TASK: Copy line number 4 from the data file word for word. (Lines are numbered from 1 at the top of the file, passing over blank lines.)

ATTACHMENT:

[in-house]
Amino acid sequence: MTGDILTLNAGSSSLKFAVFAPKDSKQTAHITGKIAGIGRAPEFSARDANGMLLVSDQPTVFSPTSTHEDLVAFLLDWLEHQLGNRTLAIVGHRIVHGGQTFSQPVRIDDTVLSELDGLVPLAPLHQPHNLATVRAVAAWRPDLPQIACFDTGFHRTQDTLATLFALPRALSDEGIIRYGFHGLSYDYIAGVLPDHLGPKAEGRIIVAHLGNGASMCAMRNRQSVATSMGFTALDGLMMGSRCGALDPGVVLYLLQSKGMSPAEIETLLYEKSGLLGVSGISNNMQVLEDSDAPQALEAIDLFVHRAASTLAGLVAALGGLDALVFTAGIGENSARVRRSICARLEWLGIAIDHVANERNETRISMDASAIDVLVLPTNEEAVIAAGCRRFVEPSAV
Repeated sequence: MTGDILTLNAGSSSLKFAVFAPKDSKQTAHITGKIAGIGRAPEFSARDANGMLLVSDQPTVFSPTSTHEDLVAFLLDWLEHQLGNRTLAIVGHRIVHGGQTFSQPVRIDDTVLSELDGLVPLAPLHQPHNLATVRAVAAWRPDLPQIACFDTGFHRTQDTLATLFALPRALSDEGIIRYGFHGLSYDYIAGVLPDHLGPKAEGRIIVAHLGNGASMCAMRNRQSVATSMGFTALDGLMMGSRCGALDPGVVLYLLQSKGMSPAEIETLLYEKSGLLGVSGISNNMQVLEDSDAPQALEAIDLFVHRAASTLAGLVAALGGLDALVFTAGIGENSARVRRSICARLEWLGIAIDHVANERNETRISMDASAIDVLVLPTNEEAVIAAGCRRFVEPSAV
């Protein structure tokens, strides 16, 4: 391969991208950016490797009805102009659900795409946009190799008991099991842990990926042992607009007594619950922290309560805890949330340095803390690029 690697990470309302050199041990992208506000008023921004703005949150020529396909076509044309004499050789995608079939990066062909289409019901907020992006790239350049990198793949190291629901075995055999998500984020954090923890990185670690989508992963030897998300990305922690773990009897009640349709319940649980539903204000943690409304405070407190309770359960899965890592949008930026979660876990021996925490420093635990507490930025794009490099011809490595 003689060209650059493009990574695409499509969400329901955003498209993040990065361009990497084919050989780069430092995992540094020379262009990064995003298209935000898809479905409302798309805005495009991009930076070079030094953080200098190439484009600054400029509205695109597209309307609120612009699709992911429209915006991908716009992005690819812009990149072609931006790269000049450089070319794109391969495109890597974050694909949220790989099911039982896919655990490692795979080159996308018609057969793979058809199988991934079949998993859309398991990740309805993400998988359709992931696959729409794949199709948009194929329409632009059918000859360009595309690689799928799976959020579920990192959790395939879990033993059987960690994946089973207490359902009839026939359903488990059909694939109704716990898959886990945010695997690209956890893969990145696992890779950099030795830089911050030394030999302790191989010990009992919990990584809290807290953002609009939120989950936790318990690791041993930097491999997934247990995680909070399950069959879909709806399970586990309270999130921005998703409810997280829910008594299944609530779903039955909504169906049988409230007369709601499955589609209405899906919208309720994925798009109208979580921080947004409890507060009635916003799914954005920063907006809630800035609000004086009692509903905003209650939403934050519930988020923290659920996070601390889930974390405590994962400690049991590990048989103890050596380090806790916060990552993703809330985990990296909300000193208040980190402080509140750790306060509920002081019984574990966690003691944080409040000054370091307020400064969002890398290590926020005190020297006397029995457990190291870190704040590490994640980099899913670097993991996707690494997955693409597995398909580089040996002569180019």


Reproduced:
């Protein structure tokens, strides 16, 4: 391969991208950016490797009805102009659900795409946009190799008991099991842990990926042992607009007594619950922290309560805890949330340095803390690029 690697990470309302050199041990992208506000008023921004703005949150020529396909076509044309004499050789995608079939990066062909289409019901907020992006790239350049990198793949190291629901075995055999998500984020954090923890990185670690989508992963030897998300990305922690773990009897009640349709319940649980539903204000943690409304405070407190309770359960899965890592949008930026979660876990021996925490420093635990507490930025794009490099011809490595 003689060209650059493009990574695409499509969400329901955003498209993040990065361009990497084919050989780069430092995992540094020379262009990064995003298209935000898809479905409302798309805005495009991009930076070079030094953080200098190439484009600054400029509205695109597209309307609120612009699709992911429209915006991908716009992005690819812009990149072609931006790269000049450089070319794109391969495109890597974050694909949220790989099911039982896919655990490692795979080159996308018609057969793979058809199988991934079949998993859309398991990740309805993400998988359709992931696959729409794949199709948009194929329409632009059918000859360009595309690689799928799976959020579920990192959790395939879990033993059987960690994946089973207490359902009839026939359903488990059909694939109704716990898959886990945010695997690209956890893969990145696992890779950099030795830089911050030394030999302790191989010990009992919990990584809290807290953002609009939120989950936790318990690791041993930097491999997934247990995680909070399950069959879909709806399970586990309270999130921005998703409810997280829910008594299944609530779903039955909504169906049988409230007369709601499955589609209405899906919208309720994925798009109208979580921080947004409890507060009635916003799914954005920063907006809630800035609000004086009692509903905003209650939403934050519930988020923290659920996070601390889930974390405590994962400690049991590990048989103890050596380090806790916060990552993703809330985990990296909300000193208040980190402080509140750790306060509920002081019984574990966690003691944080409040000054370091307020400064969002890398290590926020005190020297006397029995457990190291870190704040590490994640980099899913670097993991996707690494997955693409597995398909580089040996002569180019």